May My Eyes
26 January 2024 – 9 march 2024
“May My Eyes” is the first solo exhibition of Lola Zoido (1994, Zafra, Badajoz, España), in Madrid. “May My Eyes” finds its origin in the poem “Never to Heaven” by Lana del Rey, a video created by Lola Zoido. In addition, some of the artworks that can be seen in the exhibition have been created from stills of this video.
“The other day I thought about the time I saw a heart-shaped cloud in the sky when I was coming back to Madrid from Extremadura… But I don’t remember if I dreamt it, or saw it for real, maybe I got confused with a video that it was sent to me.
I remembered a poem by Lana del Rey (Never to Heaven) where there is a phrase that says: May my eyes always stay with the level of the horizon, may they never look as high as the sky, to ask why. I liked how she talked about the direction of the gaze as if it was a compass searching for the truth. I think she wanted to say something like: don ́t look for answers where there are none, instead look for answers to more existentialist questions in real life and not wander in the clouds. Like that heart-shaped cloud I saw. It was a sunset.. or maybe the sky was completely blue, and clear, except for that cloud.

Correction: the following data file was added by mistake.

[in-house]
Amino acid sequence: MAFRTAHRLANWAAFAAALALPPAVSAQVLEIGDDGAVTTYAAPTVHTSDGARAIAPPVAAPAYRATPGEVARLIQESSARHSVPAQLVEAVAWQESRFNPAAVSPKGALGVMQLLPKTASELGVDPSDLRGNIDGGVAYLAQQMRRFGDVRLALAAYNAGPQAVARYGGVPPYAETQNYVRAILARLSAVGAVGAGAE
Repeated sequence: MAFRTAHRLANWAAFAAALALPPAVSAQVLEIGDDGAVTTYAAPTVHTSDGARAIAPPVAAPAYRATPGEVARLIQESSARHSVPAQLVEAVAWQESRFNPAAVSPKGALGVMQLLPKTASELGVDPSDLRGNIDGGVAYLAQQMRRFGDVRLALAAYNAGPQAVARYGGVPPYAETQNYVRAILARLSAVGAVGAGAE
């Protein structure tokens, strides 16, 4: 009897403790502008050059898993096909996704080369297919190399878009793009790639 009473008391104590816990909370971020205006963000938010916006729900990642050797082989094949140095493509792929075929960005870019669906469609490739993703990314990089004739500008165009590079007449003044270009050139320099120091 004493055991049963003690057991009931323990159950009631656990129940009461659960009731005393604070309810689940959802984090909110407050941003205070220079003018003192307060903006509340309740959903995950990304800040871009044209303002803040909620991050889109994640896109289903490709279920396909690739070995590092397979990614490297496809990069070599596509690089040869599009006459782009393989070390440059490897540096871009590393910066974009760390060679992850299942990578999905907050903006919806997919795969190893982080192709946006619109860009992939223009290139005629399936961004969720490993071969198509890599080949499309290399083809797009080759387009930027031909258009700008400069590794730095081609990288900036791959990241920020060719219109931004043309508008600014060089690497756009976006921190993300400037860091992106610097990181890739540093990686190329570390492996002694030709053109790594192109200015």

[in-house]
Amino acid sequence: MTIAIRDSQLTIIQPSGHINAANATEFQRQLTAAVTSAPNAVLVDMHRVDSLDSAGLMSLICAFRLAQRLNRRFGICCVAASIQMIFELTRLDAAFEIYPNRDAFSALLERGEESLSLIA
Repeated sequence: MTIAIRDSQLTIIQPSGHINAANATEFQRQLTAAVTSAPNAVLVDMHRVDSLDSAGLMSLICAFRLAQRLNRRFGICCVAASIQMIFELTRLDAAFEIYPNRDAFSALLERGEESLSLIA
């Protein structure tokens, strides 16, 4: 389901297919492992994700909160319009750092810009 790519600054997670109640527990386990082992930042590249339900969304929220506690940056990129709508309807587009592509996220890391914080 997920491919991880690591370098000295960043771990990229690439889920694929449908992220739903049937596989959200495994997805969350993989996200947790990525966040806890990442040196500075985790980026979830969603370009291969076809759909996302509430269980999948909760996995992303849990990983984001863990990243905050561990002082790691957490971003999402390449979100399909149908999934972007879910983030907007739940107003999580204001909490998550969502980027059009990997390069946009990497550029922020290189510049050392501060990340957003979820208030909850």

How do we remember things? I often look at my phone. The screen deforms reality, but our gaze and eyes also deform our memories. Which is more real? Both are inhabited by affections, fears, memory and our perception. To which sky do we have to look if the screen shines more? Could an artificial intelligence remember that heart-shaped cloud?
An AI predicts us with 7 fingers on one hand and 4 on the other, but is this true? In the end, they are not oracles, are they? They are like mirrors. They will be as bad or as good as the baddest or the best of us, they copy us, they learn from us, and they cannot be something we are not. Sometimes they are not so accurate. That’s what relates us to them, and this is what I like most. Coming back to the heart-shaped cloud… I don’t think I don’t care if it was real or not, I don’t know, but I thought it was beautiful”.
Text by Lola Zoido